West Kelowna Mayor critical of evacuation centre process

The Bear Creek fire forced more than 600 people from their homes and campgrounds early Tuesday morning.

The Bear Creek fire forced more than 600 people from their homes and campgrounds early Tuesday morning.

Although safety was the first thing on the minds of most, inconvenience likely crawled up the list of concerns as many were forced to head north to Vernon, then make their way back to West Kelowna via Highway 97 to register at the evacuation centre.

“It must be frustrating for people to go all the way around,” said West Kelowna Mayor Doug Findlater.

Findlater said that he felt something should be done to make the evacuation process simpler.

“When the Terrace Mountain fire broke out in 2009, they had evacuated everybody from Traders Cove up to Westshore Estates: Quite a vast area,” said Findlater.

“In 2010 we had a fire at Sailview Bay, not very far from where this fire was, and it was right on the road. People again, from Bear Creek, Traders Cove and all that area, had to go north.”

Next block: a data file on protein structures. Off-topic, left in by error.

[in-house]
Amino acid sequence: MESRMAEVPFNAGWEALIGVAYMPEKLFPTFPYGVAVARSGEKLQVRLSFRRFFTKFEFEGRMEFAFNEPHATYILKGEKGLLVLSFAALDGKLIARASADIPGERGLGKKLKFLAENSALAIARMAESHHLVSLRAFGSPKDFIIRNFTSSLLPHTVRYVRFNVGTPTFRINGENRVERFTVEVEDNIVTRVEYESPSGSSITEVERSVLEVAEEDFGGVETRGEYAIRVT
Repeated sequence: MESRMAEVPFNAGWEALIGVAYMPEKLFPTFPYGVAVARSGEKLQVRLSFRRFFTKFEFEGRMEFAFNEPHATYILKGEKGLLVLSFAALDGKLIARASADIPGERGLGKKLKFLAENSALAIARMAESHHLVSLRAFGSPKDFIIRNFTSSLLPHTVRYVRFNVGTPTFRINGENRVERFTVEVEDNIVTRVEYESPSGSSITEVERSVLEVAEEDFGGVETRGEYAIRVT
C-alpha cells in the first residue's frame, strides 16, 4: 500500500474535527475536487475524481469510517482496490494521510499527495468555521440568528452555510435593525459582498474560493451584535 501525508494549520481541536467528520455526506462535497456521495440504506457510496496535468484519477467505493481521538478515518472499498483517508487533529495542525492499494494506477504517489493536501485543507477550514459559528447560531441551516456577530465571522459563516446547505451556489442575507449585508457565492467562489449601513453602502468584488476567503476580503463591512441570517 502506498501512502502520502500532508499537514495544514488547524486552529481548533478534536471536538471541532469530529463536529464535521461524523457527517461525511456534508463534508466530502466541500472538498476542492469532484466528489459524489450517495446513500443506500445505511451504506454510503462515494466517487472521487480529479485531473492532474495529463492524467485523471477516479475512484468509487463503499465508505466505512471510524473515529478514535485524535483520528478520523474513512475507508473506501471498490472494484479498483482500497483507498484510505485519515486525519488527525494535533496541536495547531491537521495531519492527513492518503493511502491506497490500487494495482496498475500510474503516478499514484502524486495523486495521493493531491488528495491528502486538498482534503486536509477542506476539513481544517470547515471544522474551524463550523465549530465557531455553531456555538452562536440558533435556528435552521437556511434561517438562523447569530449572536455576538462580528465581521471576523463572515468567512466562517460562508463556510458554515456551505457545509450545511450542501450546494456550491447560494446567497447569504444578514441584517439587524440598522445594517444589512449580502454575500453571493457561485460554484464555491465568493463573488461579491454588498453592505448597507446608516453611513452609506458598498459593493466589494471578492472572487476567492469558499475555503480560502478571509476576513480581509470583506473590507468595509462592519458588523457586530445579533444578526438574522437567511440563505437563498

Typically evacuees are asked to come to an emergency social services reception centre at Lions Hall in West Kelowna.

In the case of the 2009 Glenrosa and Rose Valley fires, evacuees made their way to Royal LePage Place.

“So you have people going all the way around north to Vernon and then coming back down. That’s a good hour and a half or two hours if there’s not a problem on the road,” said the mayor.

“You’ve got to get through both Vernon and Kelowna and those are challenges, particularly during rush hour.”

Findlater suggested setting up a reception centre in Vernon.

“One thought would be to get some kind of an agreement with the North Okanagan and the City of Vernon to perhaps have some kind of a reception centre up there for people who are evacuated.

“That might cost us some money, but it might be reciprocal. Perhaps we should have some kind of an arrangement inter-regionally because our regional program works so very well within the Central Okanagan.”

According to Findlater, the process will start by discussing the idea at a Central Okanagan Regional District meeting and seeing if there’s “any appetite” for it.

But the price tag of orchestrating such a procedure may be a factor, he cautioned.

“One of the big things about fires is cost. The cost can get away on you very quickly,” he said.

“This municipality has been very careful

about how we manage all of these things. There would need to be a financial analysis.”

 

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